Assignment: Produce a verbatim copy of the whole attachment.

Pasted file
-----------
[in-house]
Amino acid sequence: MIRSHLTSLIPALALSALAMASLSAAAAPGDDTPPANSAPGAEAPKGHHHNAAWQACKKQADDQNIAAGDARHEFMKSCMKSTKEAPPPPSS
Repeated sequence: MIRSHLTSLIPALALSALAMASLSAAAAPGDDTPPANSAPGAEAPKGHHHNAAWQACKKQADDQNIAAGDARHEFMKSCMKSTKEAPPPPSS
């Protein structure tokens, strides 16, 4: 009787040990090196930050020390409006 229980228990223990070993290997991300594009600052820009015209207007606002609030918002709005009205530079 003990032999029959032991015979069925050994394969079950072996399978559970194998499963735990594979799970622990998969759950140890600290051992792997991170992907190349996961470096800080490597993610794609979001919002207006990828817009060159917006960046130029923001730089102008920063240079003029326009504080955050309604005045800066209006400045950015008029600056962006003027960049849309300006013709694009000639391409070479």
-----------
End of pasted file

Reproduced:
[in-house]
Amino acid sequence: MIRSHLTSLIPALALSALAMASLSAAAAPGDDTPPANSAPGAEAPKGHHHNAAWQACKKQADDQNIAAGDARHEFMKSCMKSTKEAPPPPSS
Repeated sequence: MIRSHLTSLIPALALSALAMASLSAAAAPGDDTPPANSAPGAEAPKGHHHNAAWQACKKQADDQNIAAGDARHEFMKSCMKSTKEAPPPPSS
């Protein structure tokens, strides 16, 4: 009787040990090196930050020390409006 229980228990223990070993290997991300594009600052820009015209207007606002609030918002709005009205530079 003990032999029959032991015979069925050994394969079950072996399978559970194998499963735990594979799970622990998969759950140890600290051992792997991170992907190349996961470096800080490597993610794609979001919002207006990828817009060159917006960046130029923001730089102008920063240079003029326009504080955050309604005045800066209006400045950015008029600056962006003027960049849309300006013709694009000639391409070479």